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Toronto Maple Leafs left wing James van Riemsdyk (21) celebrates his game-winning goal late in the third period with center Tyler Bozak (42) and right wing Phil Kessel (81) and defenseman Dion Phaneuf (3) against the Montreal Canadiens at Air Canada Centre. The Maple Leafs beat the Canadiens 5-3.

So the Toronto Maple Leafs have a win streak.

And at four games, it's their longest of the season.

It couldn't have come at a better time, either, as they had been sagging badly coming out of the Winter Classic, losing four in a row immediately after that game as part of a 32-game stretch with just four regulation wins (11-16-5).

The Leafs flew out West on Sunday afternoon to start a road trip with back-to-back games in Phoenix and Denver, and they can draw a lot of confidence from the fact their win over the Montreal Canadians on Saturday was one of their best games of the season.

Their four-game win streak has been a mixed bag overall, as it included two shootout wins – including one over last place Buffalo – and a couple games in which Toronto still spent a lot of time in their own zone.

But after being outshot by an average of nine shots per game through the first 46 games, that number dipped to about half of that in these wins, one sign of progress on the possession front. And some offensive players that have been awfully quiet have finally come alive.

Here are four more reasons they've found ways to win of late:

1. Less Jay McClement

He might be the hardest working player on the team, a veteran who gives his all every day and who coach Randy Carlyle loves as a result. But even Carlyle came to the realization last week that McClement had been logging far too many minutes and cut him back to between seven and 12 minutes in Toronto's last three games.

That's quite a fall from the 19 minutes he had averaged the previous 11 games, and some of the available ice time went to youngsters Peter Holland and Nazem Kadri, who obviously provide a great deal more offence.

McClement, meanwhile, has been able to concentrate on killing penalties and giving Toronto some more utility minutes with the third and fourth lines.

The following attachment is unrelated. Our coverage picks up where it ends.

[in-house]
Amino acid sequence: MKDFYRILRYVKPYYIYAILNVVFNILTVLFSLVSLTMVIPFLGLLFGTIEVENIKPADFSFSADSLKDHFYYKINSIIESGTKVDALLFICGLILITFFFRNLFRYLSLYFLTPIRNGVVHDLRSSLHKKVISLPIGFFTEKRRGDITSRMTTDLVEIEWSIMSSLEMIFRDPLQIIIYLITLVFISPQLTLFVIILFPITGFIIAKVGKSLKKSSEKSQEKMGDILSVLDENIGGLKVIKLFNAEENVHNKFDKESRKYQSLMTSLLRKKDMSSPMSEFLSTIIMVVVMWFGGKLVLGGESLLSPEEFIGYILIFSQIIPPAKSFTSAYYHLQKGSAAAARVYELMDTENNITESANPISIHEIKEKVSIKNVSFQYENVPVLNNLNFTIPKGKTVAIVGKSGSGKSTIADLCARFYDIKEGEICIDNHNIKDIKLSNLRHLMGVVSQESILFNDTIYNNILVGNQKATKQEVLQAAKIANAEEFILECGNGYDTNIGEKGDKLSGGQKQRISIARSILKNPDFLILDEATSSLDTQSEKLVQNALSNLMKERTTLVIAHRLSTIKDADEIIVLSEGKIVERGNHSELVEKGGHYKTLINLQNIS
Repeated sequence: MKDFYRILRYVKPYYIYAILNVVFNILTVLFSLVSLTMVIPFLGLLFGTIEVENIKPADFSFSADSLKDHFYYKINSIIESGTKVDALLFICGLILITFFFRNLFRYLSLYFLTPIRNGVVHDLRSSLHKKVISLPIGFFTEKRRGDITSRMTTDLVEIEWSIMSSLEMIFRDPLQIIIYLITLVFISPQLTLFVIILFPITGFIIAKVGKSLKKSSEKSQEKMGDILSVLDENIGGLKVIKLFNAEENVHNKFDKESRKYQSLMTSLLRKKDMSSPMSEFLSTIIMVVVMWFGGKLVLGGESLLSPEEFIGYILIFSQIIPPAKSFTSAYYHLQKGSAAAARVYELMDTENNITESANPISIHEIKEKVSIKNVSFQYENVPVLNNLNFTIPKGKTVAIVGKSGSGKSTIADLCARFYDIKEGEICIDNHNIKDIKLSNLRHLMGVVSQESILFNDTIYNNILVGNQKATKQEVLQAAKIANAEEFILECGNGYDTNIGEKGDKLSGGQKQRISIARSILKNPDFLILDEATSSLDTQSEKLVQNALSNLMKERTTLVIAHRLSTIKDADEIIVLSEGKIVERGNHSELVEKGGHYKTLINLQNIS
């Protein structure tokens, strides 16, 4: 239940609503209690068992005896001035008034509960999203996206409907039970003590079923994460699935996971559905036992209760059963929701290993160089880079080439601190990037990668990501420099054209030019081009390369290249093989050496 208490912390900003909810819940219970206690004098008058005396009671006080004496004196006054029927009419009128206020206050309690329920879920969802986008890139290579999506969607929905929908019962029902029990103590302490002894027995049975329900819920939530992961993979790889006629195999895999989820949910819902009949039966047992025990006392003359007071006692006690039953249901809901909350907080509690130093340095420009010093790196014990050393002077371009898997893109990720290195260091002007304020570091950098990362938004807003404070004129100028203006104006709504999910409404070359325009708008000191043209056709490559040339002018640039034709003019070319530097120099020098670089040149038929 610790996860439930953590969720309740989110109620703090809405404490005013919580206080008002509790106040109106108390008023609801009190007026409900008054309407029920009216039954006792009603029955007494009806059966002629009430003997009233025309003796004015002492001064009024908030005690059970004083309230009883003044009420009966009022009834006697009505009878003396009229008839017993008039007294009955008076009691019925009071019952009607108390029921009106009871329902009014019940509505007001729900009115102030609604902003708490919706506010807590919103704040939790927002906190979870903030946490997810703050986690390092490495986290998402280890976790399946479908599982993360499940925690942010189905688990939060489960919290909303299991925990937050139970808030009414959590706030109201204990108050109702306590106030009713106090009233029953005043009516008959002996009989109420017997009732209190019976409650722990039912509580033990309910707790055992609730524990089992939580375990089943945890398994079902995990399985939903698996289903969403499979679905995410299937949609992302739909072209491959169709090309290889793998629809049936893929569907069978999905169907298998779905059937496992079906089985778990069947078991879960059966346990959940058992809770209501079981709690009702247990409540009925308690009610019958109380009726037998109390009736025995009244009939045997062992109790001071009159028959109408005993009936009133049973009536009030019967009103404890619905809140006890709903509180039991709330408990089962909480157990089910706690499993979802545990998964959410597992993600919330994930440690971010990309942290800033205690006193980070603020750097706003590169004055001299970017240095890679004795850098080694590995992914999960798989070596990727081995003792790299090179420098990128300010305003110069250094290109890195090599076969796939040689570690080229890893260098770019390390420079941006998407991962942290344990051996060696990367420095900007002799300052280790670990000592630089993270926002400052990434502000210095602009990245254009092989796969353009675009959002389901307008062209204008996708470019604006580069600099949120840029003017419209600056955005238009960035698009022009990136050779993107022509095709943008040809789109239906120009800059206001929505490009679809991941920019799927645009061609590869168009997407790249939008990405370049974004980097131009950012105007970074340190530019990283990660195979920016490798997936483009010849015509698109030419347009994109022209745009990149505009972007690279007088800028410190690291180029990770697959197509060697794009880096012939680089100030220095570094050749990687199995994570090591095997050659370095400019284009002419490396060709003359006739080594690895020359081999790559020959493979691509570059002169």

Dialling Tyler Bozak back from more than 23 minutes a game – which he's now had nine times in 26 games – should also be a priority, as Carlyle risks burning him out. (Bozak is currently ninth among NHL forwards in ice time per game.)

2. More Tim Gleason

Few knew what to expect when the Leafs acquired Gleason on New Year's Day, as he had battled injuries, fallen out of favour in Carolina and had a big contract coming with him.

But the 2010 Olympian looks so far like he's regained a little bit of that form, playing a dependable 19 minutes a night in his seven games to date and pushing the likes of Paul Ranger and Mark Fraser out of the lineup entirely.

Carlyle has given Gleason pretty tough minutes, too – with mainly defensive zone starts and tough assignments as part of a second pair with Cody Franson – and he's kept his head above water, which has freed up Jake Gardiner and Morgan Rielly for a freewheeling "kid" pairing on the third unit.

It's a small sample size, but for the first time this year, the blueline has had three pairings that appear to be working.

3. Thrill is back for Phil

Phil Kessel stopped scoring just long enough for people to start wondering, but he's back as productive as ever lately, with 10 points in his last five games to move him into a tie for 12th in NHL scoring.

Kessel's on pace for 38 goals – a career high – and nearly 80 points after this latest run, something that has been greatly helped by the fact his linemates, Bozak and James van Riemsdyk, have also been playing so well.

Offensively, the Leafs have been a one-line team too often this season, and it's hurt their goal totals (17th in the league), but Carlyle's slightly more balanced lineup and some better play from Nazem Kadri and Mason Raymond have added a few more headaches for opposing teams.

4. Bernier on his game

Among goalies with at least 20 starts, Jonathan Bernier is now sixth in the league with a .926 save percentage. And he's been even better than even that (.929) over his last three starts on this win streak.

Bernier's overall work this season has been very strong, but there was a stretch prior to this latest run where he was merely ordinary, with a close to league average .915 save percentage in 18 appearances. When you're facing 36 shots a game, ordinary can be a problem, and he allowed three goals or more 10 times in 15 starts at one point.

Toronto went just 2-7-1 in those games.

A lot of the Leafs record this season comes back to the fact they're tied with the fourth best even strength save percentage in the league; as long as Bernier and James Reimer keep providing goaltending that solid, Toronto should continue to win its share of games.